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Re: Jovian's Verbs From Hell

From:Jan van Steenbergen <ijzeren_jan@...>
Date:Friday, August 30, 2002, 13:13
 --- Christian Thalmann wrote:

> Alright, they're not that evil; certainly not as evil as Latin or > Maggel. ;-)
I agree with most of the others: I find nothing evil in Latin; on the contrary, it's a really nice toy-box for a conlanger. And Jovian is even less evil than Latin: it's clear, straightforward, and pretty. About the rest I agree with you: Maggel is definitely evil! :)
> More info on all tenses and passive voice (haven't written about the > moods yet) can be obtained on my homepage about the Jovian language: > >
I just did. Your first sentence reads: "This is an idea for a romlang (romance conlang (yeah, as if we didn't have enough of those already))". Well, I don't fully agree with that. Don't forget that the vast majority of those conlangs are IALs, Euroclones, etc., which fall into a completely different category. The object of the more "artistic" kind of romlang - the type we are dealing with here on this list - is to create a language that COULD have emerged, if history had been different. This is quite a special "genre" of conlangs, and there are not so many of them at all; I estimate their number somewhere between 20 and 30. And besides, there is always place for a good conlang. I have a question. Jovian has four cases: nominative, accusative, oblique, and genitive, but you never explain how they are used. Especially the oblique case evokes my curiosity. May I assume it is a merger of Latin dative and ablative? Especially your second person plural is funny in its behaviour: candare > candame/candaese haever > havime/havise faeger > faegim/faegis ere > sume/essi vajer > vaeme/vaesi I must admit that I never saw the endings of those two forms be so irregular! About the "look" of the language: I don't have the impression that it has been influenced too much by English, but in general it clearly shows (at least in my perception) some Germanic influence. I remember to have written earlier that it reminded me of Gothic, but now it seems to come closer to Old English. If I were to categorize Jovian, I would probably place it under the header "Germano-Romance" conlangs. I don't exactly remember your backstory. All I know is that it is spoken on Jupiter or on one of its moons, but I don't recall how they got there and if there is some Germanic or other substratum. Accidentally, does Jovian have numbers, too? :) Jan ===== "Originality is the art of concealing your source." - Franklin P. Jones __________________________________________________ Do You Yahoo!? Everything you'll ever need on one web page from News and Sport to Email and Music Charts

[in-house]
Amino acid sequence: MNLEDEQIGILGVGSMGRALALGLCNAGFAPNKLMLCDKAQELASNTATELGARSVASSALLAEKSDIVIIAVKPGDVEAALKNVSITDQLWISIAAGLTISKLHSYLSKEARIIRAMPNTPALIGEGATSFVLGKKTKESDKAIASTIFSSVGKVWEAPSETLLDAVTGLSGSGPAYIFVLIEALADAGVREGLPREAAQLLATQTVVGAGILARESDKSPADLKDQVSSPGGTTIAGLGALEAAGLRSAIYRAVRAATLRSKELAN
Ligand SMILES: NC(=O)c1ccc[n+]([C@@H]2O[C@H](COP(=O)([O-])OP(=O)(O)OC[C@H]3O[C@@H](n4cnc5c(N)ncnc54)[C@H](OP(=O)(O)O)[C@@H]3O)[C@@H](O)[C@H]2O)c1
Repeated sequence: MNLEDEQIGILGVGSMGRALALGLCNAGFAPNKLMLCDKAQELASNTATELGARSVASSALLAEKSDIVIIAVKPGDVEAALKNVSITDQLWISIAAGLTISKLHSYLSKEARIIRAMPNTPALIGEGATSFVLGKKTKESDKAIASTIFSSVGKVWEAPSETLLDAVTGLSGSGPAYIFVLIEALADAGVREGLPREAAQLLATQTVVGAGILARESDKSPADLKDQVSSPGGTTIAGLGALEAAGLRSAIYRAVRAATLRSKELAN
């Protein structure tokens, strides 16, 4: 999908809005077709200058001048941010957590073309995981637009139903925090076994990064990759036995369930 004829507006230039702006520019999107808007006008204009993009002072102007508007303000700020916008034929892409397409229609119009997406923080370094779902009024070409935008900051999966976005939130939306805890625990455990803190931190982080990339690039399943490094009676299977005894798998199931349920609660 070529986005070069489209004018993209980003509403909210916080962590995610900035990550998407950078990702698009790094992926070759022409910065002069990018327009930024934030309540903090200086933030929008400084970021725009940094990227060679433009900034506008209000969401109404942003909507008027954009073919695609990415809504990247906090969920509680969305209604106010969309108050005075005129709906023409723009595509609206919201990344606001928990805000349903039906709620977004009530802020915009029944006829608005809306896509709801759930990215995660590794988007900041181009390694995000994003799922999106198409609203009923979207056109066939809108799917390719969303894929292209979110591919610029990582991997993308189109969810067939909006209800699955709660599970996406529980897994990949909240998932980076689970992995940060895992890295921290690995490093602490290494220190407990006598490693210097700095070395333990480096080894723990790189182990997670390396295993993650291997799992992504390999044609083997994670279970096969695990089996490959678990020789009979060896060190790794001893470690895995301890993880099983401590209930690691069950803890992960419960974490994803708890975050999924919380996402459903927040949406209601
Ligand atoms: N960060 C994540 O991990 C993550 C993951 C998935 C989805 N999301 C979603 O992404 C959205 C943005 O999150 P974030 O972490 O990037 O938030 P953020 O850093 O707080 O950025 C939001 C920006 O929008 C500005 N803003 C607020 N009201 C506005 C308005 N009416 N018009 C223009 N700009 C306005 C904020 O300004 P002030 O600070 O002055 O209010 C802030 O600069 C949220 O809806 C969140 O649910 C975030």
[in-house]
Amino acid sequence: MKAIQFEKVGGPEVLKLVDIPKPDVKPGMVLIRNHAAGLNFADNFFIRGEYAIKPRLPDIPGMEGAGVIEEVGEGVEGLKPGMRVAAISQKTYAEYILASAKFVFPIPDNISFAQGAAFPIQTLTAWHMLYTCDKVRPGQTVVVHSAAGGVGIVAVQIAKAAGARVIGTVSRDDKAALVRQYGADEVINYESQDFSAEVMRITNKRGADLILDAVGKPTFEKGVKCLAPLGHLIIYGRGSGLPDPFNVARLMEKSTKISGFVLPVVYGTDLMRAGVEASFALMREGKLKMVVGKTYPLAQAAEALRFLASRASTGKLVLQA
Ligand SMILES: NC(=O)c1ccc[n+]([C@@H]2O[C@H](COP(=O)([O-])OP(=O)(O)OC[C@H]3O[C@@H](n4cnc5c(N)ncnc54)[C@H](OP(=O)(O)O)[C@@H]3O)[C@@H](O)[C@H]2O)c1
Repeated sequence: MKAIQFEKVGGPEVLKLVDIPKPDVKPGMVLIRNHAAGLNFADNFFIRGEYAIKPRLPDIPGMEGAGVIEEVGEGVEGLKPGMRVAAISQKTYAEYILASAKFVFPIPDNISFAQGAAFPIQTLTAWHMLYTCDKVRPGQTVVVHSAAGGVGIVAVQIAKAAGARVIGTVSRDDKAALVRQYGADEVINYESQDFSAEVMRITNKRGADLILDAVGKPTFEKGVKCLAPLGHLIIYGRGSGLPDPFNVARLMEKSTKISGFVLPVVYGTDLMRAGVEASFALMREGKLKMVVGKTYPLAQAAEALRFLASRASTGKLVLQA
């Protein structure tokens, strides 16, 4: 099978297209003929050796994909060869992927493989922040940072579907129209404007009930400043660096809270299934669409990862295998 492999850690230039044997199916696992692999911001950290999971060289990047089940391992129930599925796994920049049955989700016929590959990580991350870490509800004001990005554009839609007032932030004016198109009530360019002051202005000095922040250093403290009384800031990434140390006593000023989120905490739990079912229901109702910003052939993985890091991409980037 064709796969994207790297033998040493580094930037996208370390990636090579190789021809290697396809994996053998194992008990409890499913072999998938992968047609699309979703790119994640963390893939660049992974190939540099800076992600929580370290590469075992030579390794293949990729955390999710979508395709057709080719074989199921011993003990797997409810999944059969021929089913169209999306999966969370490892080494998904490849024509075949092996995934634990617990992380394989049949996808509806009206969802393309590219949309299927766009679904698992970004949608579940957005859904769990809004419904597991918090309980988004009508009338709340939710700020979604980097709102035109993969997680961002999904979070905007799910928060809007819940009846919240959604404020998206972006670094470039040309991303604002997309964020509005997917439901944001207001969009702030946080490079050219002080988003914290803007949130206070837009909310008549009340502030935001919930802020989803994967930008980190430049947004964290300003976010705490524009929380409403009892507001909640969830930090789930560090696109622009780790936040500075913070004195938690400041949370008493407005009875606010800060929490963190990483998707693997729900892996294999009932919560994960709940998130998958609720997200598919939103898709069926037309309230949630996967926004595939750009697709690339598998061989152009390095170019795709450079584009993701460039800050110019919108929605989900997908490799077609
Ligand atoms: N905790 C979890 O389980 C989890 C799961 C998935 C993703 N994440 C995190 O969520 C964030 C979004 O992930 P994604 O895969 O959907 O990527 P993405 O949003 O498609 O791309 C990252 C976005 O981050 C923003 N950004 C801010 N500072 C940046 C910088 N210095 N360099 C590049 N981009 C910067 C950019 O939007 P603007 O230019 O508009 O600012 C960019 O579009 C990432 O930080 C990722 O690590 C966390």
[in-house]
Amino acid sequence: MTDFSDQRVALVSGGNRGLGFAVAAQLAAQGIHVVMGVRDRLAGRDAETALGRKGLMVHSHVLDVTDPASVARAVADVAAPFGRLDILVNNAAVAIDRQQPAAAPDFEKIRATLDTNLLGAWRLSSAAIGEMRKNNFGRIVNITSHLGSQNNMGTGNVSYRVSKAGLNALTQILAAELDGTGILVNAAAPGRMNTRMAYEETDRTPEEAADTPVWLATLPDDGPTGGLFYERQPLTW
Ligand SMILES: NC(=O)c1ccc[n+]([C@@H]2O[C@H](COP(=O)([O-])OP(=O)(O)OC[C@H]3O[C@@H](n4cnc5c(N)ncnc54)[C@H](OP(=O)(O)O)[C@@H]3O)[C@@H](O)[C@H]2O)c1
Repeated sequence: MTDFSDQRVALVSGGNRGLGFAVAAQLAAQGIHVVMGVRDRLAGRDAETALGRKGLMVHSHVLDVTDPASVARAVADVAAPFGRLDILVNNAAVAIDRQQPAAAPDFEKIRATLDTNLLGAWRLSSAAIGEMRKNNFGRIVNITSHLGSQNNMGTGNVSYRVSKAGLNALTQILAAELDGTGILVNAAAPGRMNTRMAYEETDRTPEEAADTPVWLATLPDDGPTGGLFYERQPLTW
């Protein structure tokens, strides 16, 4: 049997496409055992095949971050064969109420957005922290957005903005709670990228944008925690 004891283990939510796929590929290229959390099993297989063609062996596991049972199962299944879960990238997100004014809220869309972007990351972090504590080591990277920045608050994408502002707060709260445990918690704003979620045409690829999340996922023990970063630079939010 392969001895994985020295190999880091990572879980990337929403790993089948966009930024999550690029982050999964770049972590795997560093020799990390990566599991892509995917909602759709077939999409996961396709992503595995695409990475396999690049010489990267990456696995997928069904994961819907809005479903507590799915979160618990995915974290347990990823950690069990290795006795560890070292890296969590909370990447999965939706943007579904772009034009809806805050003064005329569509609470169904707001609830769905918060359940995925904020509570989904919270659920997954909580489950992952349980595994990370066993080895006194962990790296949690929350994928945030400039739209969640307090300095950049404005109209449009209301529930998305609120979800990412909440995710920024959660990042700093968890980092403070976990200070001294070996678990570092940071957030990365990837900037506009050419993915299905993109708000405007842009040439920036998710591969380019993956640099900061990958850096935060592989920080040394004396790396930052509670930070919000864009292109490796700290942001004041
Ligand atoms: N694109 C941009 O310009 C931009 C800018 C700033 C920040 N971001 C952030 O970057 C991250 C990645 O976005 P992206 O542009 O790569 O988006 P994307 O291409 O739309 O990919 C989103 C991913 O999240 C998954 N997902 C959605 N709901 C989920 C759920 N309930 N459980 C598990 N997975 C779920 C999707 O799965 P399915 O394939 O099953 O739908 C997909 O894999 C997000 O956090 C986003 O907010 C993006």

Christophe Grandsire <christophe.grandsire@...>